Shackled Stanford’s Regulatory Demise

Shackled Stanford’s Regulatory Demise

When describing Stanford to others, I always compare it to one place: Disneyland. Just like the theme park, Stanford’s picturesque campus grounds are perfectly maintained at all times, from the height of its bushes to the impeccable lawn that spells out the famous “S” logo on its Oval. A mix of Spanish-style architecture and modern science centers represents the best of both tradition and innovation to visitors. The Ivies’ dull campuses, despite their prestige, cannot compete with Stanford’s lively—dare I say, fun—aesthetic; our picturesque campus is partly what makes Stanford the most sought after “dream school” by neurotic high school seniors and helicopter parents alike. 

Even my acceptance letter, which introduced me to a “joyful and welcoming campus community with a shared determination to make the world better,” oozed with the blind, romantic optimism reminiscent of a Disney film. The university’s signature image is that of an idyllic campus where “the wind of freedom blows,” with self-motivated and happy students needing little direction or restrictions to take full advantage of its phenomenal resources.

Stanford is indeed beautiful, but the veneer of blissful harmony is underlied by a system of excessive safety measures—bordering on theater—and synthetic attempts at community-building that hamper students’ ability to have rich social lives and the agency to fully explore and enjoy campus.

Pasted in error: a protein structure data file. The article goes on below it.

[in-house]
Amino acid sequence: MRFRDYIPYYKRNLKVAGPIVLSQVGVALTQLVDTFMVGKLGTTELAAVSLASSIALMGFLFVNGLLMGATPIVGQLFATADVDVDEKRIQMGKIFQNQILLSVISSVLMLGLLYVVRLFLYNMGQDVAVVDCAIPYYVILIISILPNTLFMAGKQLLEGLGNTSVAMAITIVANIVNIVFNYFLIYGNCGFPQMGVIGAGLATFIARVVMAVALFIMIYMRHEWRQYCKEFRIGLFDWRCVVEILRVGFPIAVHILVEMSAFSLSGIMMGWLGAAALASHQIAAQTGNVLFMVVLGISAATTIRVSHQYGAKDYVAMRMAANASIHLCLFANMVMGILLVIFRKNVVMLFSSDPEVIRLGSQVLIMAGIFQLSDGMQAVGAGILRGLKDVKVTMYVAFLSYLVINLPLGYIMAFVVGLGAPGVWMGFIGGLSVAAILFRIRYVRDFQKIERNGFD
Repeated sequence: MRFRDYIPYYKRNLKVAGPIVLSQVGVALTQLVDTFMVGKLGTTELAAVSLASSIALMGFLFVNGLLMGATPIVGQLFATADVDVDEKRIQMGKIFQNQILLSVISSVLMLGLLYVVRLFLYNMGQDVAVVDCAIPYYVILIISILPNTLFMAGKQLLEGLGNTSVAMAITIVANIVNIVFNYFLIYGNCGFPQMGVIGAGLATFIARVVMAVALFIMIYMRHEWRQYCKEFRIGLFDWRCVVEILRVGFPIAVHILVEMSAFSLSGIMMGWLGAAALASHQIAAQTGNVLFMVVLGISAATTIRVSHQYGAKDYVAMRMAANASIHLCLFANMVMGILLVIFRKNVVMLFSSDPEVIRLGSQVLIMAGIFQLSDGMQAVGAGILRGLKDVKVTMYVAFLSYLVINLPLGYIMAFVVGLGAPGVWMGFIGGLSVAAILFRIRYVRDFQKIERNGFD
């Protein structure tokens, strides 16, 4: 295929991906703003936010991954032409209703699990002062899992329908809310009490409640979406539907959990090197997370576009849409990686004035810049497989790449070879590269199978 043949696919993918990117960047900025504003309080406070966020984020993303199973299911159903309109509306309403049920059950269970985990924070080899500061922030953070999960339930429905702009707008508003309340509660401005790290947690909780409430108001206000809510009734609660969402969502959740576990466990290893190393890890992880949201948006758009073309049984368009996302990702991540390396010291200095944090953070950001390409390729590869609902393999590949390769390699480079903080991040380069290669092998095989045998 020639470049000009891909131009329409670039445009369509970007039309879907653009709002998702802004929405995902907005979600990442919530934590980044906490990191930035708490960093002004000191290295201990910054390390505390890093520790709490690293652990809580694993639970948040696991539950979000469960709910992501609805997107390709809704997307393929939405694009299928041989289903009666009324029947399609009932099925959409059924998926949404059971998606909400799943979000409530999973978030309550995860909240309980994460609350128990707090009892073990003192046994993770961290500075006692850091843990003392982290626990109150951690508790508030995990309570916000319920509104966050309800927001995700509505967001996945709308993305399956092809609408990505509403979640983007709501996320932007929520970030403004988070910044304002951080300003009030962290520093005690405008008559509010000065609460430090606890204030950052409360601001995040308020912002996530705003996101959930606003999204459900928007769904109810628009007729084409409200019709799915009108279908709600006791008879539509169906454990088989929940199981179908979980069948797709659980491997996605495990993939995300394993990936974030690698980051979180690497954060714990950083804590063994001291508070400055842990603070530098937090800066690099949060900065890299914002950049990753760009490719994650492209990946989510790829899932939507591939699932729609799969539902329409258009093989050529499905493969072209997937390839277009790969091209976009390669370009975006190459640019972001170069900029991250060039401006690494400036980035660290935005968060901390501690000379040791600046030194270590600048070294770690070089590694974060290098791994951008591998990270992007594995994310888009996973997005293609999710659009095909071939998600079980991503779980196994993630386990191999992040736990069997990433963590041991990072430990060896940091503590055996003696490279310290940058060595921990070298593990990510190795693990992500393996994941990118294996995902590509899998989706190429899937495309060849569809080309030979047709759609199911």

The most ridiculous of Stanford’s ubiquitous safety measures is the network of keycard scanners that control access to nearly every building. In an effort to avoid an embarrassing breach of campus security, these tiny machines ensure that nobody may open a door, lest they possess the proper identification. Therefore, students cannot access any buildings besides their own without the help of a friend or a passing stranger from within the residence halls.

This annoyance necessarily impedes simultaneous meetings within the residences, and makes dorm gatherings much harder to coordinate with friends from different areas. Meanwhile, any actual imposter looking to infiltrate Stanford’s hallowed halls could easily wait for an unsuspecting student to swing the entrance open and enter in, just as Will Curry did. As a result, normal students—not the boogeymen looking to creep into dorms—are the true victims here. When the University makes socializing more challenging, students do less of it. 

The absurdity doesn’t stop there. Examine, for instance, the small enclosed outdoor area in Stern’s southeastern corner. When passing through to access the restrooms at Burbank, a keycard is needed to return to the central dining hall; despite the fact that the area is completely closed off to public streets. Good on Stanford for deterring roof-climbers from entering the dining halls, I suppose? The blaring alarms that sound after a dorm’s door is left open for the dangerously long span of ten seconds, followed by a robotic voice instructing you to “Please close the door to secure the building” while juggling your bags and phone, is icing on the cake.